By: Jay Dyer
Dune is an amazing novel: There is a reason it’s the best-selling science fiction series of all time. Prescient for his time (1965), author Frank Herbert was able to foresee a future in which geo-engineering, rampant technocracy, geo-political intrigue and subterfuge, ecology, elite bloodlines, the occult and religious perennialism all coalesce into a story of unparalleled scope and imagination. In that regard, it functions as both a fictional account of a far distant galactic future, as well as a predictive presentation of today’s headlines and scientific advancements. Truly there is no novel to liken it to, especially in the genre of science fiction, relative to its time. While any top ten sci-fi novels will undoubtedly include Dune among its ranks, I argue it is utterly unique in its inclusion of themes and characters that run completely contrary to Asimov or Orwell.
Most science fiction envisions a future of advanced technocratic control where religion has all but been abolished or taken on odd, irrelevant forms. Not so here: For Hebert, religion takes a central role in the novel. As for technocracy, the novel is decidedly in opposition. We do see humans engaged in the usual court intrigues and conspiratorial machinations that echo Machiavelli’s Discourses and in particular, “Of Conspiracy.” Yet with Dune, we do not see a utopianism predicated on technological advance and subjugation, but rather a future in which the good guys are those in harmony with nature, seeking to be a symbiotic organism in the larger cycle of ecological and cosmic forces. Indeed, it is the Padishah Emperor Shaddam IV, working with the CHOAM trading guild and the Bene Gesserit bloodline coven of witches that seek to subjugate Arrakis (Dune), the desert planet of unmanageable wasteland home to the spice mélange, the consciousness-expanding drug that has a hold on the entire known universe.
Rather than being presented with a simplistic, Manichaean plot of goody-goodies and nasty villains that vie for control, the reader is shown a vast web of interlocking power blocs and alliances of espionage, all seeking to control the very thing that gives one control of the known galaxy – the control of resources, and in particular, the drug trade (the spice). The parallels to modern geo-politics here are unmistakable. Geo-political power has always centered around the control of resources and the land and sea power.
The novel’s usage of Islamic mystic symbolism and imagery immediately brings to mind ancient Afghani Sufism, where the opium trade has long been a center of global chess moves, particularly with the British Empire’s control and use of opium and its Great Game espionage maneuvers with Russia. Herbert is clearly aware of this global alignment and includes these very human drives in his futuristic, anti-imperial novel. The novel immediately made me think of Gould and Fitzgerald’s famous Invisible History, which details the importance of Afghanistan in middle eastern power moves, not just due to its centrality for the drug trade, but also due to its crucial “mystical” significance. Gould and Fitzgerald explain of this tradition:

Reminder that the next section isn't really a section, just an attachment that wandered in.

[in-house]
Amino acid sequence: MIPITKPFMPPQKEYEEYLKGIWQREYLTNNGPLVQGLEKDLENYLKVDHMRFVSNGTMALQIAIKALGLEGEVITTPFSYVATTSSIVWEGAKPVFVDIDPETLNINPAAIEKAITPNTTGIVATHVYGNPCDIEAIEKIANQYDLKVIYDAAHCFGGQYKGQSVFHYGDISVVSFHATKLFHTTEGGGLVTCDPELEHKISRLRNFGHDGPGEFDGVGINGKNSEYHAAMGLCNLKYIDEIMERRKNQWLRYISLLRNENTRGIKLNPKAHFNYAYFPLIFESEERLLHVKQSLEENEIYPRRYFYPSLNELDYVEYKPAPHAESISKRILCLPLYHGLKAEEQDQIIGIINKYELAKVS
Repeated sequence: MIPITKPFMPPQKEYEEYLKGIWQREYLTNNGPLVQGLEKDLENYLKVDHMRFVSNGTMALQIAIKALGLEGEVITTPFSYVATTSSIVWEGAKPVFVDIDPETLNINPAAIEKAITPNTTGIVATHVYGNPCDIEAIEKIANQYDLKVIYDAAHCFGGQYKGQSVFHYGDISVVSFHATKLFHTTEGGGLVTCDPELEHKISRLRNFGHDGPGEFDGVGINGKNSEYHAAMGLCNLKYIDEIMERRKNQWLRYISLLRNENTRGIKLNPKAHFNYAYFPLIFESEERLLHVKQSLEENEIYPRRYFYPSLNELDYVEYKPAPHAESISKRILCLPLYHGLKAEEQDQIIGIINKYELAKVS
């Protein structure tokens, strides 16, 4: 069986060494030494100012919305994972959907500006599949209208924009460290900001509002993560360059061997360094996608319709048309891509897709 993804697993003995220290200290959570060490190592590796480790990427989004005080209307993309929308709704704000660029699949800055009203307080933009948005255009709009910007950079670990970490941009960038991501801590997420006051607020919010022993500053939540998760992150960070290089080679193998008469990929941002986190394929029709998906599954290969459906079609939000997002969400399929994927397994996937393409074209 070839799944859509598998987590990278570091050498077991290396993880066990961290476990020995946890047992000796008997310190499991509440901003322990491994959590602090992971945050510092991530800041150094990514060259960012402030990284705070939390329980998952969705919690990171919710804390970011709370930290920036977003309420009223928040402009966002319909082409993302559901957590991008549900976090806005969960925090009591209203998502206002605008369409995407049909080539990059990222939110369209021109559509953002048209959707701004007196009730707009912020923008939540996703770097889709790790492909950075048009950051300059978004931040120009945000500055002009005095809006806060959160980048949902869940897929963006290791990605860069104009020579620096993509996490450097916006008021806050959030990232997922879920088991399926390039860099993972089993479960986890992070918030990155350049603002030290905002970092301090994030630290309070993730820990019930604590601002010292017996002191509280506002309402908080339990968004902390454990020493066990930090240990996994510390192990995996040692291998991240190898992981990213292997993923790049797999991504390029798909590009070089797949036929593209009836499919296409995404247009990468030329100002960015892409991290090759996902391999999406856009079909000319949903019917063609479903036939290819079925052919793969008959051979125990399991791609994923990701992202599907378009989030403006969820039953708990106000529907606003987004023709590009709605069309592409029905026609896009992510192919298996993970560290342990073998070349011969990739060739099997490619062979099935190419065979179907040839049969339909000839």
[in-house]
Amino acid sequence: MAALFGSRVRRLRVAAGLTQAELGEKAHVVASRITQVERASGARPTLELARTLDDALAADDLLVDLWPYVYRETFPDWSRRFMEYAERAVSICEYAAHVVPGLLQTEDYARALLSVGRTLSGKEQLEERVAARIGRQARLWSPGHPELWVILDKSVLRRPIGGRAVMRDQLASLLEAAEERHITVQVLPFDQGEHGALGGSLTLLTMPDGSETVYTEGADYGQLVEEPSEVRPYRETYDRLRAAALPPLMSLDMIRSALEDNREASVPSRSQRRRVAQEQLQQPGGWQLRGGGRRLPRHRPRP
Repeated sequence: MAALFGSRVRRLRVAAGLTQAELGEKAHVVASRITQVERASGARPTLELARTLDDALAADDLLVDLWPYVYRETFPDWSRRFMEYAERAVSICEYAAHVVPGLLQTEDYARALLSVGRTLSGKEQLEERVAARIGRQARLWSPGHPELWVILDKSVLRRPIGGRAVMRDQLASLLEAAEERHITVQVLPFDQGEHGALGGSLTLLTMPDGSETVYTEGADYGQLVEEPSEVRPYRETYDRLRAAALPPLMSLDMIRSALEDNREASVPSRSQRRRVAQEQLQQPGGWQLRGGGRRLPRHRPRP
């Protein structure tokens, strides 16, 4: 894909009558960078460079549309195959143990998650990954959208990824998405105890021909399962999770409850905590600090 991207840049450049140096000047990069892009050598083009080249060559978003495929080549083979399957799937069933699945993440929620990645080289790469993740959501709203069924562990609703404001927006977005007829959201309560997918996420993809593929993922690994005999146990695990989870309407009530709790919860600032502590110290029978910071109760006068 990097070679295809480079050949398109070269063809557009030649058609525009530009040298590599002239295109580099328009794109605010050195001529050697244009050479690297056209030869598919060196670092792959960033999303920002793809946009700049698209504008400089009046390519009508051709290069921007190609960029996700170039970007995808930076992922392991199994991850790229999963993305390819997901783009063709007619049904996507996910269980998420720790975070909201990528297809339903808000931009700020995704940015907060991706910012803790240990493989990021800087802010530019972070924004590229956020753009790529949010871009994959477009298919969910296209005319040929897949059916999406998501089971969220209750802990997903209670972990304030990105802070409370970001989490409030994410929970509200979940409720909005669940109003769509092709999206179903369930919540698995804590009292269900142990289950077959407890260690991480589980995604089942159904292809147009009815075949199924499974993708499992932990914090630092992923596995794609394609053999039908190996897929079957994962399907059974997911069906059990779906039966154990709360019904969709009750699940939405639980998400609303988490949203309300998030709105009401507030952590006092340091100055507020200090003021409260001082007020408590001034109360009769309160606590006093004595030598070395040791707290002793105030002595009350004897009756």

“As the ancient home of Zoroaster and the mystical Avesta as well as Gandhara Buddhism, the Illuminati Roshaniya cult and the Order of Bektashi Dervishes, 19th century Afghanistan and its surroundings provided a mystical underpinning to what today is dryly regarded by many as mere geopolitics. With every advance of the industrial era, the quest for meaning and spiritual enlightenment among Western intellectuals grew while hypnotism, spiritualism and occultism found great popularity in European “parlor” society.
With the expansion of empire interwoven with the expectations of end-time prophecies about to come due, a spiritual movement linking biblical prophecy and Britain began to grow. Guided by religious zeal and a great deal of imagination, a British-Israel movement emerged from the shadows in 1794 with the publication of Richard Brothers’ A Revealed Knowledge of the Prophecies and Times. Sharon Turner’s 1827 On the Asiatic Origin of the Anglo-Saxons sought to establish greater Persia as the ancestral home of “the progenitors of our Anglo-Saxon ancestors.” Some in the movement proclaimed British army officer Sir Henry Rawlinson’s successful 1835 translation of the Persian “Behistun inscription” as positive proof of a link between Britain and the northern migrations of 10 lost tribes of Israel while the 1840 publication of the Rev. John Wilson’s Our Israelitish Origin tapped biblical scripture to draw a direct connection between ancient Israel and Britain’s Anglo-Saxon empire.